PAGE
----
• Do not enter floodwater on foot or in a vehicle. The water can be extremely misleading and will hide many hazards under the surface that could injure you, make you sick and even result in your death. Roads can suffer significant damage from floodwater and sections could be missing.

After

After a flood recedes the hard work begins. Animals may need veterinary care and feeding. Fences, yards, buildings, roads and bridges may need repair, and power and telecommunications services may need to be restored. Peoples’ homes require cleaning and restoration and their pets need to be brought home. Injured wildlife needs to be assessed and released back to the bush when fit enough.

During the recovery process safety precautions need to be adopted to prevent further damage or injury. These include:

  • before entering buildings check for structural damage
  • take extreme care when entering a building as escaped gas or other hazards may be present
  • make sure the power is turned off and try not to use any electricity until checked for safety
  • be wary of venomous snakes or wildlife that may be trapped inside buildings or disturbed by the flood
  • before animals are returned to a facility or property ensure all perimeter fences are intact and the facility is secure
  • keep animals off waterlogged soils for two to four weeks after flood waters subside to avoid soil degradation and allow pastures to recover
  • survey the area for hazards such as sharp objects, dangerous materials, live wires and contaminated water
  • check your animals for any injuries and release them into safe and enclosed areas, only during daylight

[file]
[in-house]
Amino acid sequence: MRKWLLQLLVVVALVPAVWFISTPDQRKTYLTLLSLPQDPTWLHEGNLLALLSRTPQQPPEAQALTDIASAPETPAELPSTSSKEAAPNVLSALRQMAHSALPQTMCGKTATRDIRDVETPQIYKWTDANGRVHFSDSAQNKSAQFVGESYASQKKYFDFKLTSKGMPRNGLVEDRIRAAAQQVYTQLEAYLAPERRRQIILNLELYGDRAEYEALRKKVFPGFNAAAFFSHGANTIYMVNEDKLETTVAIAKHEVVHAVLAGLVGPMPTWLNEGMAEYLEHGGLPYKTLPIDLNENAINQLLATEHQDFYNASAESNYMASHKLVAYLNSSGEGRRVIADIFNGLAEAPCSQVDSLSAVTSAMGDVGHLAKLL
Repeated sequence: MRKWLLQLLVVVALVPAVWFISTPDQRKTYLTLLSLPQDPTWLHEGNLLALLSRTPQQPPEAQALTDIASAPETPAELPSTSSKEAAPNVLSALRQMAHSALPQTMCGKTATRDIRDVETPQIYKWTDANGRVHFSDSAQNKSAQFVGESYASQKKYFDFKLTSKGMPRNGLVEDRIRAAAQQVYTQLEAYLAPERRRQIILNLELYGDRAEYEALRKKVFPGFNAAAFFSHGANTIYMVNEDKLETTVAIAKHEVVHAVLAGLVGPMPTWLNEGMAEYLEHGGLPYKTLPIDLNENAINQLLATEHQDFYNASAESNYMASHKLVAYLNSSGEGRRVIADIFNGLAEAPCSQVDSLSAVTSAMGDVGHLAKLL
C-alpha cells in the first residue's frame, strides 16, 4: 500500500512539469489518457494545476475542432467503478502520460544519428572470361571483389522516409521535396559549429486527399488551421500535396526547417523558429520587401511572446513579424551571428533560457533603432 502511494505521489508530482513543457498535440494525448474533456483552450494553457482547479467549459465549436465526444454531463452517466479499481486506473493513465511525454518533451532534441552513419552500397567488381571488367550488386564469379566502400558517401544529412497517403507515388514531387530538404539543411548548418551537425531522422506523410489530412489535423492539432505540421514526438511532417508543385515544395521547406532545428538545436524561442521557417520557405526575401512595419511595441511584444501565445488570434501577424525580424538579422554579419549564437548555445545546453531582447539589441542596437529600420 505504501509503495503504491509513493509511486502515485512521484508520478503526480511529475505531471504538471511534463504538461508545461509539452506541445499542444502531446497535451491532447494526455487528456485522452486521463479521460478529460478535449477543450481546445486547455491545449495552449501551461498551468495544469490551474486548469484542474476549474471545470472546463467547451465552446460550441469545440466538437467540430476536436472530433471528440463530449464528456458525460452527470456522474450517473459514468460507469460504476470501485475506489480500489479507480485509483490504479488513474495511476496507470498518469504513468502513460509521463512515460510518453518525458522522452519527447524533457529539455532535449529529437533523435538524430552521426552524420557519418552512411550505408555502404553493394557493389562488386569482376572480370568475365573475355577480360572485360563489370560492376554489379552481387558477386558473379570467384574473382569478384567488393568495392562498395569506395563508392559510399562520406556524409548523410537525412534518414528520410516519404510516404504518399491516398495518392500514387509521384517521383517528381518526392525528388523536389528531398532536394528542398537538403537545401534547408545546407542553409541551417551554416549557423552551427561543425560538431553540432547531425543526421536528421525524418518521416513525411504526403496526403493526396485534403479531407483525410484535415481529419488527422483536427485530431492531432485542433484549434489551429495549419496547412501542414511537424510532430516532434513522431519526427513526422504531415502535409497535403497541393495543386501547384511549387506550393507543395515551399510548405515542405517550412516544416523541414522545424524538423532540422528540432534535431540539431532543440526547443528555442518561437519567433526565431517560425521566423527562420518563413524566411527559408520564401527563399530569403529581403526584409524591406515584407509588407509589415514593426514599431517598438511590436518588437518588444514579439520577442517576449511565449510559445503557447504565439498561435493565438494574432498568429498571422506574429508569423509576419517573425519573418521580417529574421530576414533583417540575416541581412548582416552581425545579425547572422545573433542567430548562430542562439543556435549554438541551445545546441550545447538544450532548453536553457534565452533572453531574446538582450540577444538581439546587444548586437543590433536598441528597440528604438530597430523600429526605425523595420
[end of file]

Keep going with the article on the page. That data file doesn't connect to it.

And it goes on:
• watch them closely for the next few hours. Often familiar areas and scents have changed which can confuse your animals and alter their behaviour. If your animals have been without food for a long period, reintroduce food slowly and in small portions. Allow free access to clean water. Do not give cold water
  • allow uninterrupted rest to recover from trauma or stress. Be patient with your animals after a disaster. Try to get them back into their normal routines as soon as possible, and be ready for behavioural problems that may result from the stress of the situation. If behavioural problems persist, or if your animals seem to be having any health problems, talk to your vet
  • check any animals that may have been standing in mud or water for extended periods as they can develop health problems.

Foot problems

All animals are susceptible to foot problems after long periods of immersion in water. Wet conditions can expose cases of dormant footrot. Foot abscess and other foot problems will be common where animals’ feet are constantly wet. Move animals to dry areas as soon as possible. If sheep must be yarded consider foot-bathing as they leave the yards to control foot abscess. Seek advice from your vet if you are unsure of the cause of lameness in your animals.

 

For information on creating a Pet Emergency Plan, visit the RSPCA website http://www.rspcasa.org.au/the-issues/animals-in-emergencies/